India seafood exports to China hold steady 

Published on
March 25, 2013

Provisional Indian figures for 2012 show India’s shipments to China held steady last year, despite a difficult first half which saw Indian imports battle newly stringent China sanitary rules. India sold 77,865 tons valued at USD 172 million (EUR 134 million) to China in 2012, said Shri N Ramesh, director of marketing at India’s Marine Products Export Development Authority (MPEDA). USDA and data from China shows India shipped USD 149 million (EUR 116 million) worth of product in 2011.

“There was no significant drop in exports to China in 2012,” said Ramesh, though MPEDA’s figures contradict data from USDA that suggests India’s exports to China dropped sharply in 2012 on 2011. Shipments from January to October totaled USD 78 million (EUR 61 million), according to the USDA data that shows India in 2011 sold USD 149 million (EUR 116 million) worth of seafood to China.

New requirements by China’s quarantine authorities have increased costs for Indian seafood exporters shipping to China, claims the spokesman at MPEDA, a unit of the Indian ministry of commerce. A requirement by China’s General Administration of Quality Supervision, Inspection and Quarantine (AQSIQ) for a certificate from the exporting country competent authority (EIC in case of India) for every consignment has “increased the transaction cost,” Ramesh told SeafoodSource.

The top three categories of Indian exports to China in 2012 were frozen shrimp at 3,694 metric tons (MT) and USD 25.81 million (EUR 20 million), followed by frozen fish at 61,795 MT and USD 117.67 (EUR 92 million) respectively. Species with the highest demand this year are Vannamei shrimp, ribbon fish, yellow and silver croaker as well as pomfret, squid and cuttlefish. India also exports significant amounts of sole, eel and reef cod to China.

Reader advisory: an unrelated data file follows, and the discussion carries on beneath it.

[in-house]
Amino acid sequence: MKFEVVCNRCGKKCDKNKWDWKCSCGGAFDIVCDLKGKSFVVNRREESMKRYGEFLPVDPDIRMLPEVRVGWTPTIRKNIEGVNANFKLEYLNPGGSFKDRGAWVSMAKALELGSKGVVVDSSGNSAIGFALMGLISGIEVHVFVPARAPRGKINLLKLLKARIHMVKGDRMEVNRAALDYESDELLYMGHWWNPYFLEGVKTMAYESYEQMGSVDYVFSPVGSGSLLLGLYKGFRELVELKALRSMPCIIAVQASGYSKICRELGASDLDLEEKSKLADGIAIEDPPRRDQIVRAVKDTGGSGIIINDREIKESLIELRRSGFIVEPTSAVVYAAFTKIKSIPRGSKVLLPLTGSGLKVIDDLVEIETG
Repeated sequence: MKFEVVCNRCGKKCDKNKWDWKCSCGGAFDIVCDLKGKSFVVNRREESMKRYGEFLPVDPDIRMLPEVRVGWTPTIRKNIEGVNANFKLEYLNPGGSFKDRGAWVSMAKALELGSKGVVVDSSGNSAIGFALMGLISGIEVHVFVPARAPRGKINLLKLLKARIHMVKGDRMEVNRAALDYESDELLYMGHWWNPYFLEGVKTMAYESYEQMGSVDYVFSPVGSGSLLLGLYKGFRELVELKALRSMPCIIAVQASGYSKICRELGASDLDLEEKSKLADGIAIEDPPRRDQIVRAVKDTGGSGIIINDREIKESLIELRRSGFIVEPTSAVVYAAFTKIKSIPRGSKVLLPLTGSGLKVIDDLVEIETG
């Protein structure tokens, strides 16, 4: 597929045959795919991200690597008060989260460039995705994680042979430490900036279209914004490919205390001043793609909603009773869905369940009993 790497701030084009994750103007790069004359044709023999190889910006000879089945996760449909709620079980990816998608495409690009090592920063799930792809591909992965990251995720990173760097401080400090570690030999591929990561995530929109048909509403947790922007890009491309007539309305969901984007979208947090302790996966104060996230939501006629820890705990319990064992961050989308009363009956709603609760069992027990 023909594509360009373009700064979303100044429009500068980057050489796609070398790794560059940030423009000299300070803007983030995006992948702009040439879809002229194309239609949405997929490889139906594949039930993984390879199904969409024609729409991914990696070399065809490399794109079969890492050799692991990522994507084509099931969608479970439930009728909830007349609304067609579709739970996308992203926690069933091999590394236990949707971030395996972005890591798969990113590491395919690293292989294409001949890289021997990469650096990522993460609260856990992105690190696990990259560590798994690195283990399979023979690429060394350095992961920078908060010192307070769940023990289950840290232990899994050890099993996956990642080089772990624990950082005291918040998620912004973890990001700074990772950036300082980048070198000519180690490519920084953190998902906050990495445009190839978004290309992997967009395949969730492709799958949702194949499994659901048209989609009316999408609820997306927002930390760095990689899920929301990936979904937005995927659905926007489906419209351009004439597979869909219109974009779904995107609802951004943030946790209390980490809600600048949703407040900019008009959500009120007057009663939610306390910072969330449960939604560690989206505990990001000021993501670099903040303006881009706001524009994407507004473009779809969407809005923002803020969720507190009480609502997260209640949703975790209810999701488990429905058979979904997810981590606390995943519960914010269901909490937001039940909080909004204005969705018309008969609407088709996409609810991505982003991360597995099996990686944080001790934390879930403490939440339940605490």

A free trade agreement between India and the Association of Southeast Asian Nations (ASEAN) means some of India’s products may be going through ASEAN states, which also have a free trade pact with China. While ASEAN exports to China have soared, prices for lower value fish compare unfavorably to prices earned in export markets like the EU and U.S. Indeed, future export volumes to China will “depend on the offer made by the Chinese buyers,” said Ramesh.

There are other signals that India may be shifting its focus to a higher-margin sustainable brand of seafood, leaving lower value processing to China. India retains many export advantages, explained Ramesh. Aside from volume, “about 70 percent of our shrimp exports are produced by sustainable and traditional aquaculture.”

“Through the effective regulations and stricter quality control regime by MPEDA, Indian seafood exporters are able to maintain their track record of exporting residue free aquaculture products to U.S., EU, Japan and other leading markets. Indian capture fisheries are managed sustainably, with stricter monitoring and nationwide conservation measures like fishing bans for 45 to 65 days. Also, we have limited fishing vessels (90 percent of which are traditional fishing crafts) and no industrial fishing vessel or activity.”

“Indian seafood has a very good reputation and demand due to quality and consistent supply and [because we are] not necessarily operating on price factor,” said Ramesh.

While MPEDA has yet to open its office in Beijing — as it said it would in 2011— the country appears set to increase its marketing presence in its giant neighbor. For instance, the India pavilion at the 2013 fishery expo in Dalian will be doubled in size in 2013. “We would also like to explore publishing ads in seafood related magazines in China. The Embassy of India in Beijing has posted a separate link on their website for promotion of Indian seafood export. We are also in the process of translating our main publications into the Chinese language.”

Indian seafood firms like Mumbai-based Sonia Fisheries and Marine have been shipping significant amounts of ribbon fish, frozen, into China. Vendors from India have also sold quantities of kingfish, Indian mackerel and sardines. Indian-sourced cuttlefish from Yemen has also been shipped into China. Indian exporters have cited less penurious health and sanitary authorities as well as acceptance of whole-round fish and faster payment terms, compared to the EU market.

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